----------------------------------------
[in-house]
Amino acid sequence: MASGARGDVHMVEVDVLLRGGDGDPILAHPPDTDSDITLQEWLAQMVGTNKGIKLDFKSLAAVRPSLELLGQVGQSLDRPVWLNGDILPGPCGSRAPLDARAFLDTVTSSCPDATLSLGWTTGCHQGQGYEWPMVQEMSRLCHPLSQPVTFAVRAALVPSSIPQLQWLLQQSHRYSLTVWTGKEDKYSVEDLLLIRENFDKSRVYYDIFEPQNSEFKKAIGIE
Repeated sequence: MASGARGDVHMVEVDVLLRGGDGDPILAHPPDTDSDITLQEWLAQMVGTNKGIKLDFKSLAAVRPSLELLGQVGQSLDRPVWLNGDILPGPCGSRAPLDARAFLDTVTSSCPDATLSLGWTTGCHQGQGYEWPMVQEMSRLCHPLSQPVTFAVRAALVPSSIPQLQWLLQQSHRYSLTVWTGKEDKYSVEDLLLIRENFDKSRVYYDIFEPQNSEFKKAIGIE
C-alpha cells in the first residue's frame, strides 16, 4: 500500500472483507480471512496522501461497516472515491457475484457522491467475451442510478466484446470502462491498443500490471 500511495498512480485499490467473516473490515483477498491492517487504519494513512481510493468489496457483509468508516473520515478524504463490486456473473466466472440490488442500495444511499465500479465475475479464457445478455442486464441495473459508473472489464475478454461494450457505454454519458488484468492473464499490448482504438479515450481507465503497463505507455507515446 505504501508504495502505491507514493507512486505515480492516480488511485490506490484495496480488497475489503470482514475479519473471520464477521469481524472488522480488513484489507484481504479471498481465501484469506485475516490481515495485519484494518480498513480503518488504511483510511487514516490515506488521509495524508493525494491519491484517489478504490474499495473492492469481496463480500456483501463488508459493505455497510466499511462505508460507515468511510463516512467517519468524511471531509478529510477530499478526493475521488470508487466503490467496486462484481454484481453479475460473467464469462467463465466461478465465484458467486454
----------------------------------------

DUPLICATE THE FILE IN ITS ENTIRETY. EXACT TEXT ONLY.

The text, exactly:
[in-house]
Amino acid sequence: MASGARGDVHMVEVDVLLRGGDGDPILAHPPDTDSDITLQEWLAQMVGTNKGIKLDFKSLAAVRPSLELLGQVGQSLDRPVWLNGDILPGPCGSRAPLDARAFLDTVTSSCPDATLSLGWTTGCHQGQGYEWPMVQEMSRLCHPLSQPVTFAVRAALVPSSIPQLQWLLQQSHRYSLTVWTGKEDKYSVEDLLLIRENFDKSRVYYDIFEPQNSEFKKAIGIE
Repeated sequence: MASGARGDVHMVEVDVLLRGGDGDPILAHPPDTDSDITLQEWLAQMVGTNKGIKLDFKSLAAVRPSLELLGQVGQSLDRPVWLNGDILPGPCGSRAPLDARAFLDTVTSSCPDATLSLGWTTGCHQGQGYEWPMVQEMSRLCHPLSQPVTFAVRAALVPSSIPQLQWLLQQSHRYSLTVWTGKEDKYSVEDLLLIRENFDKSRVYYDIFEPQNSEFKKAIGIE
C-alpha cells in the first residue's frame, strides 16, 4: 500500500472483507480471512496522501461497516472515491457475484457522491467475451442510478466484446470502462491498443500490471 500511495498512480485499490467473516473490515483477498491492517487504519494513512481510493468489496457483509468508516473520515478524504463490486456473473466466472440490488442500495444511499465500479465475475479464457445478455442486464441495473459508473472489464475478454461494450457505454454519458488484468492473464499490448482504438479515450481507465503497463505507455507515446 505504501508504495502505491507514493507512486505515480492516480488511485490506490484495496480488497475489503470482514475479519473471520464477521469481524472488522480488513484489507484481504479471498481465501484469506485475516490481515495485519484494518480498513480503518488504511483510511487514516490515506488521509495524508493525494491519491484517489478504490474499495473492492469481496463480500456483501463488508459493505455497510466499511462505508460507515468511510463516512467517519468524511471531509478529510477530499478526493475521488470508487466503490467496486462484481454484481453479475460473467464469462467463465466461478465465484458467486454